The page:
What a concept - the Beat DJ is touch-screen music phone with possibly the world's most awesome add-on, a virtual turntable you can scratch music on. No, it doesn't work like a dream; yes, it is ridiculously fun.
Look and feel
First off, the phone just looks laidback and cool, like you'd be friends with it if it were to sit up and live. It's one of the first elliptical phones we've seen in awhile, in a fresh looking silver and purple chassis. It's a full touch-screen with just three buttons - call, hang up, and back - and along its side, dedicated buttons for switching between home and music player, snapping images, and volume control/camera zooming.
The user interface is a grid-style menu and a toolbar at the bottom for direct access to the number pad, phonebook and widget homescreen.
There's no QWERTY keypad at all, just a soft number keypad that pops up for dialling, messaging and internet fields.
The customisable widget screen is already one of our favourite features. Tap a tab to the side of your homescreen and a widget toolbar will pop out with more widgets than we've ever seen on a phone, from the usual - Google Maps, Facebook, favourite contacts - to the quirky, including a ‘stop eating' one that counts how many days you've been on a diet. There's a maximum of three widgets you can add to the homescreen however.
Under the hood
It doesn't look so high-end, but the Beat DJ boasts audio by Bang & Olufsen, and the quality through the provided in-ear headphones is top-notch, with full, rich sound and excellent bass. The on-board speakers aren't so hot, but when are they ever really?
here's a 3.5mm audio jack, and on top of that, an adaptor so you can plug in your own set of cans if the bundled ones just aren't good enough.
The big thing here is its track-scratching feature, which is probably the coolest use of touch-screen technology we've seen in a while. Just head into DJ mode, and you're presented with a virtual turntable where you can scratch the track, drop in samples, and add filters. It doesn't work perfectly, as the touch-screen sometimes lags, but it is a huge amount of fun. Strangely, you can't actually mix from one track to the next, but you can record whatever madness you chop and sample.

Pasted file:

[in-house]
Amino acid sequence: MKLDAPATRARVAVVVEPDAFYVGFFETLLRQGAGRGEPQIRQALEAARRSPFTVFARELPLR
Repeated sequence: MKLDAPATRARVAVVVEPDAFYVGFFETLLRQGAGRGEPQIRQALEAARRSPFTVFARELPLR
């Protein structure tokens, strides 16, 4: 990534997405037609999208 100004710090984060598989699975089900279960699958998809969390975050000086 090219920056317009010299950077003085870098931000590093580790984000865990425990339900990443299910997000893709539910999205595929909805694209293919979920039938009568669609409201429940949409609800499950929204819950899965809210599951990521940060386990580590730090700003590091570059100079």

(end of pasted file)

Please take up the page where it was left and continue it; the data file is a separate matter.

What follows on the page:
Other features include A-GPS and a 3.2-megapixel camera with flash and autofocus. Nothing fancy, but it gets the job done, with settings for white balance, brightness and where you want exposure to be centered. Plus you get the usual fun Samsung photo editing suite, with filters, warps and partial blur, as well as the ability to adjust contrast, which managed to turn our office into a shadowy recess of film noir coolness. Once snapped, you can upload a picture directly to any one of preset photo sites, but there's no option to send it either by MMS or email.
Connectivity-wise, the Beat DJ is Wi-Fi, HSDPA and Bluetooth enabled.
Ease of use
Surprisingly, this isn't Samsung's best touch-screen. It's one of the less responsive resistive variety and you have to press quite hard sometimes for a touch to register. It's most noticeable in the games, but occasionally frustrates when just navigating the UI too.
The lack of a keypad is an issue in the internet browser. Lack of a QWERTY keypad is already frustrating when it comes to emailing; in the browser, you have to double-tap a text field to be taken to a whole other screen, where you're then limited to predictive text to type what you want. We wish Samsung had seen fit to include a soft QWERTY, seeing as you're redirected to a next screen anyway.
The phone excels at what it's billed at - a music phone with the innovative feature of being to cut, create and record your own tracks. We'll go more in-depth into its entertainment and connectivity features in our full review, up soon.
In the meantime, why not check out our video demo?